The data presented in this report can assist the juvenile justice field in understanding the characteristics of youth entering the juvenile justice system, the extent to which the use of standardized screening helps identify youth in need, and whether juvenile drug treatment courts (JDTCs) are successful in referring the youth and succeed in providing youth the services they need.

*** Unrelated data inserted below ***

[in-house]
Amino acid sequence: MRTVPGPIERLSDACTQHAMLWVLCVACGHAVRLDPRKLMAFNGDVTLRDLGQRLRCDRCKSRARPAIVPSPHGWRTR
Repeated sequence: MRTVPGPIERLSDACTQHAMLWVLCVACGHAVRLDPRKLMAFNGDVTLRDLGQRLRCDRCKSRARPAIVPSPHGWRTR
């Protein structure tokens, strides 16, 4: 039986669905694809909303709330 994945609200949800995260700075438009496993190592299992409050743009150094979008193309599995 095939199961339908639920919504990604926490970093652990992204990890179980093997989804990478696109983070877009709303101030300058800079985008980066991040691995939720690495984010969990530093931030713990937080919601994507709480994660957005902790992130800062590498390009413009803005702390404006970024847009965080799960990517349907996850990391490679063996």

In 2016, the U.S. Justice Department’s Office of Juvenile Justice and Delinquency Prevention (OJJDP) released a new set of research-based and practice-informed guidelines. To better understand the utility of these new guidelines, OJJDP funded the JDTC Guidelines Cross-Site Evaluation. This study compared youth outcomes from 10 JDTCs with 10 Traditional Juvenile Courts (TJC) in the same jurisdictions. Two sites used a randomized controlled trial, and eight sites followed needs-based assignment, using a regression discontinuity design based on a standardized screener when placing youth into a court. In the eight sites using needs-based assignment, the court assignment process begins with the youth being determined as likely to be eligible for JDTC and TJC based on charges, records, or other local process. For JDTC eligibility, the youth must be between 14 and 17 years of age and not adjudicated with a violent offense. For study eligibility, the youth had to be in the community for 12 months and consent/assent obtained from the youth and parent/guardian. Youth were assigned to JDTC if they scored moderate to high on both the substance-use and crime/violence domain. Youth were assigned to TJC if they scored in the low range on either domain. The current study found the eight JDTC programs were successful in assessing youth’s JDTC eligibility and making needs-based assignment to JDTC using a 10-item screening tool to assess need for substance-use disorder treatment and risk of recidivism. 7 figures
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